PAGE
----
Sri Lanka: A human rights agenda for the new Prime Minister
The organisation said that it hoped that human rights commitments outlined in the political manifesto of the new ruling party, the United National Party (UNP), would become reality. Those commitments include reinforcing the fundamental rights of the people, safeguarding Women's rights's rightss rights's rights's rights's rights's rights, the appointment of an independent commission to solve the problems of the internally displaced, de-politicising the armed forces, and addressing issues of freedom of movement and access to food and medicine for people living in the conflict areas.
'One of the key issues for the new government is impunity . In order to prevent human rights violations and secure the confidence of the people, security forces must be held to account for the abuses they commit. The Prime Minister must clarify the government's policy on this when he addresses parliament,' Amnesty International said.
In the past, investigations have proceeded very slowly, and in relation to some violations such as torture, including rape, no member of the security forces has ever been convicted. Amnesty International urged the Prime Minister to issue a clear and unequivocal declaration that human rights violations will never be tolerated and that those responsible will be held to account. An investigative body fully independent of the police is needed to ensure that this happens.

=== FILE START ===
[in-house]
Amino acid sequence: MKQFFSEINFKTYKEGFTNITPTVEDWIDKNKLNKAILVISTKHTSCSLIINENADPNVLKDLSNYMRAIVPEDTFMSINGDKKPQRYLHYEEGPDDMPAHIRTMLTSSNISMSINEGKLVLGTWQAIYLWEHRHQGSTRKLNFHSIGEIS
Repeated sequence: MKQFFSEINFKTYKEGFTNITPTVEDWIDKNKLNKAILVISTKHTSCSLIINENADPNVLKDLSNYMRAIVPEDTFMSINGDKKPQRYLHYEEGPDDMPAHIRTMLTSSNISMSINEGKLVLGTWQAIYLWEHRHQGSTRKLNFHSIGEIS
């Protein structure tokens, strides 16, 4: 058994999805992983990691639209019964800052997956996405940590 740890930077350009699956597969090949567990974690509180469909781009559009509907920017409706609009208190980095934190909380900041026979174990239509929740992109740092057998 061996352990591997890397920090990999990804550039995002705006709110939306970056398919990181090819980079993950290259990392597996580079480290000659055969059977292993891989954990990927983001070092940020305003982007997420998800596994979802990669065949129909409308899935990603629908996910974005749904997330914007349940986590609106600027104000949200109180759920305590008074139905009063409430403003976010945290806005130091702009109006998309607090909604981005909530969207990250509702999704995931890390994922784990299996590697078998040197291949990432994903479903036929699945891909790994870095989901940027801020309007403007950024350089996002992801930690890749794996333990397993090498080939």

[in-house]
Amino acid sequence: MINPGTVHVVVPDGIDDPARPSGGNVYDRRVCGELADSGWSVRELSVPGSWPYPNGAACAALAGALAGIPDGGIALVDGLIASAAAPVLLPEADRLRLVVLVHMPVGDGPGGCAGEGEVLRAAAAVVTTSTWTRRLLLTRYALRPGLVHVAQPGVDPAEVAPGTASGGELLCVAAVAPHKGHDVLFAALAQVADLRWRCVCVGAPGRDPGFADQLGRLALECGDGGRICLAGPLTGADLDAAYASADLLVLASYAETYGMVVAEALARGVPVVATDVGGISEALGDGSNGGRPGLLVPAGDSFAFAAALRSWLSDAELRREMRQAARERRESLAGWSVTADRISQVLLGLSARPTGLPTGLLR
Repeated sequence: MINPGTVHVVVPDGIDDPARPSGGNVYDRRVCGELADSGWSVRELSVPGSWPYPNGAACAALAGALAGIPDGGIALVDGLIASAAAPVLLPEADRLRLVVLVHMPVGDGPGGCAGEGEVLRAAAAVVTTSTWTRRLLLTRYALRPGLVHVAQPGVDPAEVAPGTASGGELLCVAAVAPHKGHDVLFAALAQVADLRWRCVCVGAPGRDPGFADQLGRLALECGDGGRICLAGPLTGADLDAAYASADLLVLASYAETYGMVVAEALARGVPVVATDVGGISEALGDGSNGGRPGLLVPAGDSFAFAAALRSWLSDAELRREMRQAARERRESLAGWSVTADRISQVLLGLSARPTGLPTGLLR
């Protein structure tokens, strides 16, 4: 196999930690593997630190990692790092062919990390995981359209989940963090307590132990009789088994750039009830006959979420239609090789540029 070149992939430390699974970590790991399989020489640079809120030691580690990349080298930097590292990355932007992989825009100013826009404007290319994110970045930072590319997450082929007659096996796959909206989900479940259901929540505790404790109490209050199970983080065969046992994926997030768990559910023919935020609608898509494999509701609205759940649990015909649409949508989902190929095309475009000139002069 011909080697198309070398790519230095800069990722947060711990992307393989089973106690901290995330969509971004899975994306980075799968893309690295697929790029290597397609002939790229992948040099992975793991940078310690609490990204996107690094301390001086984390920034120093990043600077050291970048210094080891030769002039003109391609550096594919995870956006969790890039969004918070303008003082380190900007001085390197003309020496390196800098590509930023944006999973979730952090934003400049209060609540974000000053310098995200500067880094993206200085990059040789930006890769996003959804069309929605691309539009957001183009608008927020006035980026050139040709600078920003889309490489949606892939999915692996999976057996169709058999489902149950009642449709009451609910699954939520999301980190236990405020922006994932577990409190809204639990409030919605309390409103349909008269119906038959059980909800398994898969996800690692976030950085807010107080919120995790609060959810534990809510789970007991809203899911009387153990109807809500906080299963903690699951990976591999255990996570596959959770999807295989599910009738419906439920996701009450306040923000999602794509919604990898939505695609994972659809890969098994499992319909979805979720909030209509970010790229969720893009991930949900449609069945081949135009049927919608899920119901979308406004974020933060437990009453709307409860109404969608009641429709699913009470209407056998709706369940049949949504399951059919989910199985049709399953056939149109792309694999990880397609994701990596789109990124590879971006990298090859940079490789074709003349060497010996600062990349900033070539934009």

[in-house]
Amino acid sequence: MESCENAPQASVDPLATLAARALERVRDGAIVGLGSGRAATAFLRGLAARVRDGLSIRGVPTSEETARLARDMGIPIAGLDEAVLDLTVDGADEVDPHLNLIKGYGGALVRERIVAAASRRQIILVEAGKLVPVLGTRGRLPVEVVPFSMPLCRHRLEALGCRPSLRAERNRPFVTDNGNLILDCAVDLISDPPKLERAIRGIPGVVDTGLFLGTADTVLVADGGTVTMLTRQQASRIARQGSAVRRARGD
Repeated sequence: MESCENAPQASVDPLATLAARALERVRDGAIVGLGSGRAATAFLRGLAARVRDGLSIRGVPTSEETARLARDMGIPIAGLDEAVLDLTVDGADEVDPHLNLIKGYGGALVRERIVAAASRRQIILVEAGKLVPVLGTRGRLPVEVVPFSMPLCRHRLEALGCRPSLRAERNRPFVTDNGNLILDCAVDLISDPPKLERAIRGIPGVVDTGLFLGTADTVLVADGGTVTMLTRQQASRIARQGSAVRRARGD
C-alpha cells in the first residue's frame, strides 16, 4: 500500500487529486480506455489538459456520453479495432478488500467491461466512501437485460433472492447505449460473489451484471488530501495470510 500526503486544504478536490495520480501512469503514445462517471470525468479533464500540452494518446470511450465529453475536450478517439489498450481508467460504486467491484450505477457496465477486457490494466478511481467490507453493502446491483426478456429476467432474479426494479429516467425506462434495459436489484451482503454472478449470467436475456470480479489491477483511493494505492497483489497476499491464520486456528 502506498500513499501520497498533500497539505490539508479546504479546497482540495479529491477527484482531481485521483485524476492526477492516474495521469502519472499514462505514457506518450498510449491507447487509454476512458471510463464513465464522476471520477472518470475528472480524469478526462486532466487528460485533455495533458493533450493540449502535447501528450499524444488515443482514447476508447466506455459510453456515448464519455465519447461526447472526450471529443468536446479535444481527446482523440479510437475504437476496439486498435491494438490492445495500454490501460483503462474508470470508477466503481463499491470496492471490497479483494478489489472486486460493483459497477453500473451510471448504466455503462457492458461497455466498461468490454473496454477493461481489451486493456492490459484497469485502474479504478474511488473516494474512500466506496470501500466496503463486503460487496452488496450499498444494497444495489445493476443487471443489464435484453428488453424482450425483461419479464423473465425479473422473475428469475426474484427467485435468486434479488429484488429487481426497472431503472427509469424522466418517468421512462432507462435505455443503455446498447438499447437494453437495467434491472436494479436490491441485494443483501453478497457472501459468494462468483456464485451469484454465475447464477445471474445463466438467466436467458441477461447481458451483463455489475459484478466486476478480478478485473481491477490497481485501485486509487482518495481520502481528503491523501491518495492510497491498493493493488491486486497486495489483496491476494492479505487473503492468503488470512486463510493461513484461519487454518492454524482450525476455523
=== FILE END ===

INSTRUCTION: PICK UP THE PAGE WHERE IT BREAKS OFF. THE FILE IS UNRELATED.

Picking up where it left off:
Over the years, many expert bodies, including the United Nations Working Group on Enforced or Involuntary Disappearances (WGEID) and three Presidential commissions of inquiry, have made recommendations for the prevention of grave human rights violations such as 'disappearances'. The new government should revisit these recommendations and take action to implement them. In particular, the government should prioritise a review of the Prevention of Terrorism Act (PTA).
Planned negotiations with the Liberation Tigers of Tamil Eelam (LTTE) could also bring about an improved human rights situation in the country. Any agreements reached should guarantee the security of Sri Lankan people and establish a system of justice and equality before the law.
Amnesty International also asked for assurances that executions will not be resumed, as was the practice during 17 years of UNP government.
The organisation said that it hoped to continue its substantive dialogue about human rights with the new administration and looked forward to receiving a response to the letter.